MOS Education Team – Hobbits
Last December, VICE Media’s reporter Isobel Yeung did a so-called “interview” with famous anti-CCP leader Guo Wengui, also known as Miles Guo.
The whole interview lasted about an hour and a half, but the video publicly broadcast by VICE Media is only about five minutes. Surprisingly, the 5-minute video, which has been heavily cut, is intermixed with many clips not from this interview, while many of the interviewee’s responses are left out. This is immediately concerning, yet there are even more serious problems with the video. Let’s review this “interview” video. For convenience, we will refer to the unedited original video provided by Miles Guo as “video A”, and the edited video broadcast by VICE Media as “video B.” Similarly, we call Miles Guo (Guo Wengui), “A”, and the interviewer, “B”, in the excerpted transcripts.
The first 15 seconds of video B consist of an introduction which contains biased labels and makes prejudicial conclusions:
“This is Guo Wengui. Guo is a self-proclaimed dissident from China, and he’s inspired a massive cult of personality.”
These two prejudicial sentences are voiced over scenes which suggest the interviewee is extravagant and arrogant. However, the first 90 seconds of video A show an interviewee who is modest and respects others, justice, and law, and despises power and money.
The interviewers have the right to carry out appropriate artistic processing on their works. Still, such processing cannot violate the basic principles of professional ethics.
According to the Society of Professional Journalists Code of Ethics (“the Code”, https://www.spj.org/ethicscode.asp), interviewers must abide by the following four fundamental ethical principles: accuracy, fairness, thoroughness, and acting with integrity. The Code also provides detailed prescriptions for the application of these four principles, such as:
- “Take responsibility for the accuracy of [your] work. Verify information before releasing it. Use original sources whenever possible,” and,
- “Take special care not to misrepresent or oversimplify in promoting, previewing, or summarizing a story.”
We can’t list the whole document, but interested readers can view it online. The critical point is that by comparing the two videos, it is easy to see that video B violates many Code provisions in just its first 15 seconds.
Video A shows the interviewee answering questions and introducing himself for about 90 seconds. Video B doesn’t include even one shot from this self-introduction, completely replacing it with a montage and the interviewer’s own prejudicial introduction of the interviewee. This clearly violates the Code’s prescription to “Verify information before releasing it. Use original sources whenever possible.” Meanwhile, instead of the original video, there are several other videos of unknown origin with strong hints, accompanied by two arbitrary and conclusive sentences. Can this be called “Take special care not to misrepresent or oversimplify in promoting, previewing or summarizing a story”?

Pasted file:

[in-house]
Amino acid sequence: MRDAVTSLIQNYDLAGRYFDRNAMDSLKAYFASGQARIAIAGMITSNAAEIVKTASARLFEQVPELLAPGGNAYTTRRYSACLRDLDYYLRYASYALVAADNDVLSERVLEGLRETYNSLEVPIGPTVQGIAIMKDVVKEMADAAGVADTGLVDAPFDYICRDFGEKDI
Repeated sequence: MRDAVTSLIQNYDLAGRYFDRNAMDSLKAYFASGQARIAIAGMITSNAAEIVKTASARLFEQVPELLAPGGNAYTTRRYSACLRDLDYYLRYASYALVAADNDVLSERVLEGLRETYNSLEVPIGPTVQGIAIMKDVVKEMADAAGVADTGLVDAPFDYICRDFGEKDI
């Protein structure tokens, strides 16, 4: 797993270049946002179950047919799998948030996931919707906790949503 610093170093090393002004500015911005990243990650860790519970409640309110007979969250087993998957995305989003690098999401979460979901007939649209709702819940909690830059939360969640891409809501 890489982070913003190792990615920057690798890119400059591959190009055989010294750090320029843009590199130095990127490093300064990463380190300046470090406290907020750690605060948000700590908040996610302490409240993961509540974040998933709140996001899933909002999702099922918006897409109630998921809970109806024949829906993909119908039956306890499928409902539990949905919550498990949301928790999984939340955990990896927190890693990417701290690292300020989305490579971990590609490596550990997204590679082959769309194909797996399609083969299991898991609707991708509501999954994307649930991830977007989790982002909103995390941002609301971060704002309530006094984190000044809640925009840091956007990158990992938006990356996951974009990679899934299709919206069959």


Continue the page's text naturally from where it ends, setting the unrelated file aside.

According to the Code, “Diligently seek subjects of news coverage to allow them to respond to criticism or allegations of wrongdoing.” Would the interviewee Miles Guo have the opportunity to defend and refute these two conclusive sentences thrown out in complete disregarding the interviewee’s about 90-second answer? And, what does the word “self-proclaimed” mean? If a man defeats the enemy and protects his family, people will call him a soldier. Is it necessary for him to “self-proclaim”? Miles Guo’s public remarks and actions against the CCP are numerous. Is it necessary for him to “self-proclaim”? Therefore, it is obvious that the word “self-proclaimed” hints that the “self-claim” of the interviewee may be a lie. The word has an apparent derogatory meaning.
More serious is the word “personality. ” The interviewer could have had many other options, such as “attention,” “influence,” and so on, which she didn’t use. Nor did she use the word “hero” in the live interview; instead, she used “personality” with an evil smell of crime. It is more an accusation than an interview. Imagine if this happened in court, the prosecution and the defense could have fully debated the evidence before the judge. However, after the interview, the interviewer used the word “personality,” which she didn’t use in the live interview, without the interviewee’s permission, and spread widely. It would no longer be a violation of professional ethics, it would be a crime: it would be slander against the interviewee.
In addition, many other principles of the Code are trampled on by the practices of this interviewer, including: “Show compassion for those who may be affected by news coverage”, “Balance the public’s need for information against potential harm or discomfort”, and more.
So we can see, just at the beginning, the interviewer violated many professional ethics stipulated in the Code. In part 2 of this series, we will explore the interviewer’s ethical violations, lying, and slander in further detail. We will speed up the pace and explain as quickly and comprehensively as possible how, in fact, the interviewer’s ethical violations were intentional, because the CCP paid her to spread rumors for the CCP, to slander the Whistle-blower Movement and Miles Guo. The so-called interview was a trap, a devil’s trap.
Proofread by: Kayla
Edited and posted by: Kayla
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